Converting to a Wireless Door-Alarm System in Self-Storage: Benefits, Pitfalls and Other Considerations
Copyright 2014 by Virgo Publishing.
By: Sean Cargo
Posted on: 05/03/2010



 

Access-control systems have always been the standard for self-storage security. But access-control systems cannot protect your facility against tenants with ill intentions. That’s where door alarms become a critical part of your facility’s overall security strategy.
 
Many older self-storage facilities have wired door-alarm systems and, unfortunately, some are now realizing the downside to a wired system: It can be difficult to maintain; it makes it impossible to modify your unit mix; and it’s easily susceptible to damage from tenants and rodents. Fortunately, wireless door-alarm technology is reliable and often more cost-effective for new and existing facilities.

Understanding how a wireless door-alarm system works may seem complicated, but the concept is easy to grasp. At its core, the system is made up of three main components:  

  • The wireless sensor, or transmitter, sends the signal back to the office.
  • The base station, or receiver, receives the signal from the wireless sensor. This base station connects to your site security system so you can see the door activity and run reports. (Some security packages allow you to see the activity directly in your management software.)
  • Repeaters, or transceivers, receive a signal from a distant wireless alarm and boost it back to the office. The quantity needed will depend on the size and layout of your facility.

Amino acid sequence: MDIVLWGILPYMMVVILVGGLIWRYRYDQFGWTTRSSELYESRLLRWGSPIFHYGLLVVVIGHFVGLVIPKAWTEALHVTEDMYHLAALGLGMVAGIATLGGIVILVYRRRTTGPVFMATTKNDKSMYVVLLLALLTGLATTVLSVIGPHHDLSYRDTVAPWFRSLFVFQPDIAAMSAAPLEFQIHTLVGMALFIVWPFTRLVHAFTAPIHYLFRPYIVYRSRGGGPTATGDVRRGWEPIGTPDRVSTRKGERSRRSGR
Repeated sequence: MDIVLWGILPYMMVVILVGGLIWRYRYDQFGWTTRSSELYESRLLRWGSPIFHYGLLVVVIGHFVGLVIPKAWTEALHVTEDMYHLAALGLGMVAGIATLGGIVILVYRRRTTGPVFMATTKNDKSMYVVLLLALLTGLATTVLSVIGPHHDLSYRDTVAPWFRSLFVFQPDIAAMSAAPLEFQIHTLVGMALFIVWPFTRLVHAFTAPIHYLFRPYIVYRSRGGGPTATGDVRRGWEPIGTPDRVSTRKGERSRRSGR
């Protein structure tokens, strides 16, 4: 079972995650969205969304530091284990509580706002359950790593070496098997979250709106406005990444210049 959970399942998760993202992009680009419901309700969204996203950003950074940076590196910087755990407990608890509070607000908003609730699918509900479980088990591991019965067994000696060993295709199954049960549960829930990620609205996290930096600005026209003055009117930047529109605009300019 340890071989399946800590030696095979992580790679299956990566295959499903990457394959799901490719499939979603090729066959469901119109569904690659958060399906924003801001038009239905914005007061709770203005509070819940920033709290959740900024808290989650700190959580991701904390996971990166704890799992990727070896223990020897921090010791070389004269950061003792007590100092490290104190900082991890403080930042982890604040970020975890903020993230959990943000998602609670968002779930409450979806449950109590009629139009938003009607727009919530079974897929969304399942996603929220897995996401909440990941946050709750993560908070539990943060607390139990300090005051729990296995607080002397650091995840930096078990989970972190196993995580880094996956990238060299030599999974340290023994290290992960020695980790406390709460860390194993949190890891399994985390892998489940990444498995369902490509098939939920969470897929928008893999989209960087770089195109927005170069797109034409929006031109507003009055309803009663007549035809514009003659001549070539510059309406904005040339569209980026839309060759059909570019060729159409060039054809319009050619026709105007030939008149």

Whether your door alarms are wired or wireless, you’ll still need an integrated access-control system that will notify the alarm system of who is and isn’t on site. 

Benefits of Wireless
The benefits of wireless are apparent right out of the box. Your security vendor should preconfigure each wireless sensor for your facility. A storage-unit number should be listed on the back of each sensor along with the sensor ID, which should be entered into your security software prior to installation.

Installation of your new wireless alarm system is as simple as taking the sensor out of the box and matching it to the corresponding unit. Typical installation takes less than five minutes per door, and anyone with a cordless drill and four screws can do it. No wires or conduit between buildings or back to the office is needed. This solution works great even if you have an existing wired system that’s no longer functional.

With wireless, you have the flexibility to build your system as your occupancy increases or to best fit your budget. For example, if you have multiple buildings, you can just add sensors to a couple and rent those at a premium. Then use the proceeds to add more as needed. This keeps your start-up costs to a minimum and allows you to tailor your site to the needs of your tenants.

If you currently own a wired system, you understand the challenges of expanding your facility or modifying the unit mix. If you add a building near the back of your property, you probably won’t want to trench through your pavement to get wiring to your office. If you add an additional property, it might be across or down the street rather than immediately next door.

Modifying the unit mix in an existing building is also difficult; if you split a 10-by-10 into two 5-by-10 units, you won’t have a spare wire for your new unit. With wireless, these facility changes are never a problem.
 
Get the Facts